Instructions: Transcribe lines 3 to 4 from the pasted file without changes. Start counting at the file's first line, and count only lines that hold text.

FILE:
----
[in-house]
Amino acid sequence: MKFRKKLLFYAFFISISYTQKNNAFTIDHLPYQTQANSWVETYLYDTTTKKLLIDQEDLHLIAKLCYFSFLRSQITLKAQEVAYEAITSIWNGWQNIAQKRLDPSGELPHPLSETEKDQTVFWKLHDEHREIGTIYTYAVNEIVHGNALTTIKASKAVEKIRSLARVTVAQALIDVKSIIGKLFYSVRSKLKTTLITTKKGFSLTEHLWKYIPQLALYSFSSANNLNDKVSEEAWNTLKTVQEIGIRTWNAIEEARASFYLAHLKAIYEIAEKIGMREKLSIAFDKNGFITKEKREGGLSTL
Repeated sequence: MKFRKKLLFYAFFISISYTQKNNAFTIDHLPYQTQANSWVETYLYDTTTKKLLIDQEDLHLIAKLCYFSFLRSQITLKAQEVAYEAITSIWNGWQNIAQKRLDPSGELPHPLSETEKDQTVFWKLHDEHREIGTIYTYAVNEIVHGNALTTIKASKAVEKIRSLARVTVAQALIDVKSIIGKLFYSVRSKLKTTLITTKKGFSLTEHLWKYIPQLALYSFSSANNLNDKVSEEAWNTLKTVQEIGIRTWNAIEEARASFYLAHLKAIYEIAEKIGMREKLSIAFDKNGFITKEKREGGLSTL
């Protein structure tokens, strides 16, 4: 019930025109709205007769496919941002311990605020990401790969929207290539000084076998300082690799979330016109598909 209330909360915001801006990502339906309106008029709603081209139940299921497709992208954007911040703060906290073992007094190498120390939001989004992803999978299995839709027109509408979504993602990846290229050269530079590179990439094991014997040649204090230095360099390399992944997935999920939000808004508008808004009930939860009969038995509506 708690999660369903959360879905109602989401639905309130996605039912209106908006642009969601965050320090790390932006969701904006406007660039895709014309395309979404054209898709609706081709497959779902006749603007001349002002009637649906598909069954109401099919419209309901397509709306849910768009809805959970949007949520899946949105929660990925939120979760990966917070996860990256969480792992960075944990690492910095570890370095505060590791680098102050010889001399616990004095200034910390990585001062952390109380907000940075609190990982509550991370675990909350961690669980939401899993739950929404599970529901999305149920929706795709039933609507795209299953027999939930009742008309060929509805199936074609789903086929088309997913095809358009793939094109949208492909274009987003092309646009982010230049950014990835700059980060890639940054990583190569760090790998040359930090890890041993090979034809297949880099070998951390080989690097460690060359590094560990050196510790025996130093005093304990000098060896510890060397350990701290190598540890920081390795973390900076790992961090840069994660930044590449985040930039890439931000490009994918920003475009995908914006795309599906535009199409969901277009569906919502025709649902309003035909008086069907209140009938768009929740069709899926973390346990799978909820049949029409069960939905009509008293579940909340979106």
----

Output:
Repeated sequence: MKFRKKLLFYAFFISISYTQKNNAFTIDHLPYQTQANSWVETYLYDTTTKKLLIDQEDLHLIAKLCYFSFLRSQITLKAQEVAYEAITSIWNGWQNIAQKRLDPSGELPHPLSETEKDQTVFWKLHDEHREIGTIYTYAVNEIVHGNALTTIKASKAVEKIRSLARVTVAQALIDVKSIIGKLFYSVRSKLKTTLITTKKGFSLTEHLWKYIPQLALYSFSSANNLNDKVSEEAWNTLKTVQEIGIRTWNAIEEARASFYLAHLKAIYEIAEKIGMREKLSIAFDKNGFITKEKREGGLSTL
């Protein structure tokens, strides 16, 4: 019930025109709205007769496919941002311990605020990401790969929207290539000084076998300082690799979330016109598909 209330909360915001801006990502339906309106008029709603081209139940299921497709992208954007911040703060906290073992007094190498120390939001989004992803999978299995839709027109509408979504993602990846290229050269530079590179990439094991014997040649204090230095360099390399992944997935999920939000808004508008808004009930939860009969038995509506 708690999660369903959360879905109602989401639905309130996605039912209106908006642009969601965050320090790390932006969701904006406007660039895709014309395309979404054209898709609706081709497959779902006749603007001349002002009637649906598909069954109401099919419209309901397509709306849910768009809805959970949007949520899946949105929660990925939120979760990966917070996860990256969480792992960075944990690492910095570890370095505060590791680098102050010889001399616990004095200034910390990585001062952390109380907000940075609190990982509550991370675990909350961690669980939401899993739950929404599970529901999305149920929706795709039933609507795209299953027999939930009742008309060929509805199936074609789903086929088309997913095809358009793939094109949208492909274009987003092309646009982010230049950014990835700059980060890639940054990583190569760090790998040359930090890890041993090979034809297949880099070998951390080989690097460690060359590094560990050196510790025996130093005093304990000098060896510890060397350990701290190598540890920081390795973390900076790992961090840069994660930044590449985040930039890439931000490009994918920003475009995908914006795309599906535009199409969901277009569906919502025709649902309003035909008086069907209140009938768009929740069709899926973390346990799978909820049949029409069960939905009509008293579940909340979106």